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Rasmussen Retorts
The pollster chats with NRO about the midterms and more.


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Jim Geraghty

GERAGHTY: What result has surprised you the most this cycle?

RASMUSSEN: When we did the Scott Brown poll in early January and it showed a nine-point race and a two-point race among the most likely voters, I thought, “Boy, we’re going to be way out there on a limb!” That was not where the expectations were, so that was a shock in the early part of the cycle.

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Another race that surprised me — right from the start — was Russ Feingold’s. He wasn’t in the Harry Reid position, he didn’t have big-name opposition once Tommy Thompson dropped out, and yet here he is in a toss-up race. I had expected that once Thompson dropped out, we wouldn’t be seeing that.

The other race that has been a real shock to me this year is Barbara Boxer’s in California. I’ve said a million times — I know she always polls poorly, but it’s still California — and I was saying early in the year, if we’re still talking about this race in September and October, it means things really are going to be bad for Democrats. Well, here we are, and she’s still tied.


GERAGHTY: Can Republicans blow it in the last two months?

RASMUSSEN: It depends on how you define “blow it.” Is it possible that they will blow it to such extent that this ends up being just a “normal” midterm, with the Democrats losing 15 to 20 seats? No, I don’t think that’s possible. I don’t think that they’re going to have only minimal gains in the Senate. But how close they get to gaining control of the Senate and whether or not they gain control of the House, that’s still up in the air. But that ultimately has less to do with Republicans than with Democrats, because this election is all about the party in power.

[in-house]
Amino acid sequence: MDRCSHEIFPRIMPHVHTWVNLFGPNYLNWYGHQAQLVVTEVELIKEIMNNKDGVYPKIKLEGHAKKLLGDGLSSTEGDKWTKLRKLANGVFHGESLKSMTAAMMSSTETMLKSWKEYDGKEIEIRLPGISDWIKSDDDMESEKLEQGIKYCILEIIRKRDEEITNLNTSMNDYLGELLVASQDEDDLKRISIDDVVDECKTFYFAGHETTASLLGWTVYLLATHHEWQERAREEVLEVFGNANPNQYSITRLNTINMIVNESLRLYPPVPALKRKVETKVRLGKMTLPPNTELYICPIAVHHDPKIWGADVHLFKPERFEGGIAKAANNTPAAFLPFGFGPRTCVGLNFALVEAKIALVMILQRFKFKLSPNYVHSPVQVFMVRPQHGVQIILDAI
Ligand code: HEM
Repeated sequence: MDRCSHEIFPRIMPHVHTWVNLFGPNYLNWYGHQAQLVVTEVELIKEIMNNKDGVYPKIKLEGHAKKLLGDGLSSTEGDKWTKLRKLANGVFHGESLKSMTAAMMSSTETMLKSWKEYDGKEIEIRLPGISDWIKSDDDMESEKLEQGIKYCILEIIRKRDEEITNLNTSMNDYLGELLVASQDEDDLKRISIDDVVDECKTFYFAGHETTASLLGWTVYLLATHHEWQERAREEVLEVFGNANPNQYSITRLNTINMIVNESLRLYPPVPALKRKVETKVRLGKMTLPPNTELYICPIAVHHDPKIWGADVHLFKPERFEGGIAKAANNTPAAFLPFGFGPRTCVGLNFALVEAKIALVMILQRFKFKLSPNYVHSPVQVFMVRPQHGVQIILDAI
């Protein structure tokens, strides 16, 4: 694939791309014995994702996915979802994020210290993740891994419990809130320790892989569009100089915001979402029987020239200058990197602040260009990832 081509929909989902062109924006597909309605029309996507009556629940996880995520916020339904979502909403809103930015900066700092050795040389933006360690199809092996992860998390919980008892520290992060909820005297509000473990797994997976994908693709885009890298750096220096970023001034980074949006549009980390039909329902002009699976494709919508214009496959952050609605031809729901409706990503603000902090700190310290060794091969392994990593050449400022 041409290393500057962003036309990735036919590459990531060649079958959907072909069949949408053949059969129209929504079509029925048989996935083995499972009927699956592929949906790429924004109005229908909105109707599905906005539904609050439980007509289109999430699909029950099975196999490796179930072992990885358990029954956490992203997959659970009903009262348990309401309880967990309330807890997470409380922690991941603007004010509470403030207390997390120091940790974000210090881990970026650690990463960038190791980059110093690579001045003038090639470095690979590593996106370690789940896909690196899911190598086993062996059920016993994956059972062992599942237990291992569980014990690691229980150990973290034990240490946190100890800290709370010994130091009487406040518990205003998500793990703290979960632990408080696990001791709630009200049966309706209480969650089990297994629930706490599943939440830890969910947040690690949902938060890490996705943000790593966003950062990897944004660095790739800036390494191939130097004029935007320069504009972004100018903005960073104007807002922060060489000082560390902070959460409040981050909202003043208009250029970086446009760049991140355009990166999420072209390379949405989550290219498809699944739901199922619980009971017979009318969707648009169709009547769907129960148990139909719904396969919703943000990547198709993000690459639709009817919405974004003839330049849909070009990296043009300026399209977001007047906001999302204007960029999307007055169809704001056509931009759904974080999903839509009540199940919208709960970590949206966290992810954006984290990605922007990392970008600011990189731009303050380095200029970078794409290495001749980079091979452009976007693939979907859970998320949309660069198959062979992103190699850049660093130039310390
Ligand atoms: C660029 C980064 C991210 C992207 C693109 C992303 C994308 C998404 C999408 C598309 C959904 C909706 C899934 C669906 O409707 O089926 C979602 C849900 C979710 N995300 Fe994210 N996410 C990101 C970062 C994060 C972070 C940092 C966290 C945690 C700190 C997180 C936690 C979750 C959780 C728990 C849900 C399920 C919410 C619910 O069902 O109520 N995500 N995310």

This election is a referendum on the Democrats — it’s not a referendum on incumbents as much as on the Democratic party. We put out a poll last week that I think captures some of the basic mood. Most Americans believe, as they have for decades, that cutting government spending and cutting taxes is good for the economy. That’s just sort of a bedrock belief of the American people. At the same time, they believe that the Democrats in Congress want to increase spending and increase taxes. That creates a tough road when you’re the party in power, when you’ve got that kind of perception out there.


GERAGHTY: In 2006, voters seemed to tune out GOP incumbents’ criticism of their Democratic challengers. In a year when one party has clear momentum, like this year, do voters disregard criticism of the party they’re not angry at? In other words, does the tie go to the challenger in a race like Sharron Angle vs. Harry Reid?

RASMUSSEN: The things that scare people about Sharron Angle aren’t at any risk of becoming law right now, but the things Harry Reid is boasting about — passing the health-care law, for example — are very real. So yes, the tie goes to the challenger at this point in time.

That Nevada race is the mud-wresting match of this year. Both candidates are growing so unpopular that if voters go into the booth thinking about Harry Reid, then Sharron Angle will win. If voters go into the booth thinking about Sharron Angle, then Harry Reid will win.



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